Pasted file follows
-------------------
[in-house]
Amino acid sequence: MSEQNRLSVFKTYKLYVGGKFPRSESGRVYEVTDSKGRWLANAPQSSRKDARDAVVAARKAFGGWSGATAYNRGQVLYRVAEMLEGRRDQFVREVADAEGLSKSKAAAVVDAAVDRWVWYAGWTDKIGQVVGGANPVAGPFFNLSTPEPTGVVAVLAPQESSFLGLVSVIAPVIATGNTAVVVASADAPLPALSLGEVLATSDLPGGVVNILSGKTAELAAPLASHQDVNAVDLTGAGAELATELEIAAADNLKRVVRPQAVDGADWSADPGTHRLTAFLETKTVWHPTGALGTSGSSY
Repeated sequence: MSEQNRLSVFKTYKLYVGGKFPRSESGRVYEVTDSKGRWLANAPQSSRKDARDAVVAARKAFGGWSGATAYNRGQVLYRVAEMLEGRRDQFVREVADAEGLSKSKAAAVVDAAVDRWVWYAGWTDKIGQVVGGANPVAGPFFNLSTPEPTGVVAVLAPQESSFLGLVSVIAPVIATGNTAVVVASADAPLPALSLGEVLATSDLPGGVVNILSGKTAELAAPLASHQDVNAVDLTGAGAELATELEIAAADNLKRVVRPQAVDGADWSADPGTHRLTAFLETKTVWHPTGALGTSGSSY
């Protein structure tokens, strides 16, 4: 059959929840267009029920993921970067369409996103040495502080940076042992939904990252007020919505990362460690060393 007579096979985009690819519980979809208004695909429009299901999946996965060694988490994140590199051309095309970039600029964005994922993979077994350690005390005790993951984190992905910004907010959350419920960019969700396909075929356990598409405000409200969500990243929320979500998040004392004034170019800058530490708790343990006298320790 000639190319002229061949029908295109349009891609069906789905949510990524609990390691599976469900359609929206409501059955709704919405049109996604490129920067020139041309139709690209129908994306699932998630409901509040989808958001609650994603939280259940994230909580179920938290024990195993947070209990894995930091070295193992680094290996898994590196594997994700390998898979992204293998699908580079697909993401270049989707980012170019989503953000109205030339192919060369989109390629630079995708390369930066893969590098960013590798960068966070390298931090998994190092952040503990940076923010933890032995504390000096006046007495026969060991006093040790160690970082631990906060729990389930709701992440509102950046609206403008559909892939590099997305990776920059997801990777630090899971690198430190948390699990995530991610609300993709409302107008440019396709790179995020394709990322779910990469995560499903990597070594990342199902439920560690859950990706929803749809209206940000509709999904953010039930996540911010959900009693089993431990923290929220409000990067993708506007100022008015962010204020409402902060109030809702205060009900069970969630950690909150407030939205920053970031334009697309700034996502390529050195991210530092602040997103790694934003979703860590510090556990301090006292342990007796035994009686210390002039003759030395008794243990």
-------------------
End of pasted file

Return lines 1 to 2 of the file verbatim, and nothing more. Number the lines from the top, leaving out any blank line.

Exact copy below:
[in-house]
Amino acid sequence: MSEQNRLSVFKTYKLYVGGKFPRSESGRVYEVTDSKGRWLANAPQSSRKDARDAVVAARKAFGGWSGATAYNRGQVLYRVAEMLEGRRDQFVREVADAEGLSKSKAAAVVDAAVDRWVWYAGWTDKIGQVVGGANPVAGPFFNLSTPEPTGVVAVLAPQESSFLGLVSVIAPVIATGNTAVVVASADAPLPALSLGEVLATSDLPGGVVNILSGKTAELAAPLASHQDVNAVDLTGAGAELATELEIAAADNLKRVVRPQAVDGADWSADPGTHRLTAFLETKTVWHPTGALGTSGSSY